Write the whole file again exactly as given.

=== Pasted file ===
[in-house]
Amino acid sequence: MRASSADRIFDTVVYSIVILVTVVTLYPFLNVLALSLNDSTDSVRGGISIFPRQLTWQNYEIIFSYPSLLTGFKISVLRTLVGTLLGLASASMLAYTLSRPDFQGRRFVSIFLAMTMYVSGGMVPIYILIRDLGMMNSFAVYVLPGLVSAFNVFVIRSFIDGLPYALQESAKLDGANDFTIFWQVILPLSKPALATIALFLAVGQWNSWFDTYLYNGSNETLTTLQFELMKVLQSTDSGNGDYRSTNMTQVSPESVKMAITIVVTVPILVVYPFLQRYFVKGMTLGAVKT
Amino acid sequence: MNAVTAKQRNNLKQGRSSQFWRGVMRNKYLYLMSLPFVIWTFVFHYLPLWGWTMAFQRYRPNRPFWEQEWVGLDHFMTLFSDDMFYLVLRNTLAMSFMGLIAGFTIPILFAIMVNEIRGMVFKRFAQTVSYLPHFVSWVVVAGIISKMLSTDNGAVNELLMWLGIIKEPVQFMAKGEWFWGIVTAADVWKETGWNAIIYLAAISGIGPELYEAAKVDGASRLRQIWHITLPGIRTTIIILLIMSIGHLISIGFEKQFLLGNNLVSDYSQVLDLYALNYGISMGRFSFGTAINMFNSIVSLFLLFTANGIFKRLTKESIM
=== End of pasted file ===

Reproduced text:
[in-house]
Amino acid sequence: MRASSADRIFDTVVYSIVILVTVVTLYPFLNVLALSLNDSTDSVRGGISIFPRQLTWQNYEIIFSYPSLLTGFKISVLRTLVGTLLGLASASMLAYTLSRPDFQGRRFVSIFLAMTMYVSGGMVPIYILIRDLGMMNSFAVYVLPGLVSAFNVFVIRSFIDGLPYALQESAKLDGANDFTIFWQVILPLSKPALATIALFLAVGQWNSWFDTYLYNGSNETLTTLQFELMKVLQSTDSGNGDYRSTNMTQVSPESVKMAITIVVTVPILVVYPFLQRYFVKGMTLGAVKT
Amino acid sequence: MNAVTAKQRNNLKQGRSSQFWRGVMRNKYLYLMSLPFVIWTFVFHYLPLWGWTMAFQRYRPNRPFWEQEWVGLDHFMTLFSDDMFYLVLRNTLAMSFMGLIAGFTIPILFAIMVNEIRGMVFKRFAQTVSYLPHFVSWVVVAGIISKMLSTDNGAVNELLMWLGIIKEPVQFMAKGEWFWGIVTAADVWKETGWNAIIYLAAISGIGPELYEAAKVDGASRLRQIWHITLPGIRTTIIILLIMSIGHLISIGFEKQFLLGNNLVSDYSQVLDLYALNYGISMGRFSFGTAINMFNSIVSLFLLFTANGIFKRLTKESIM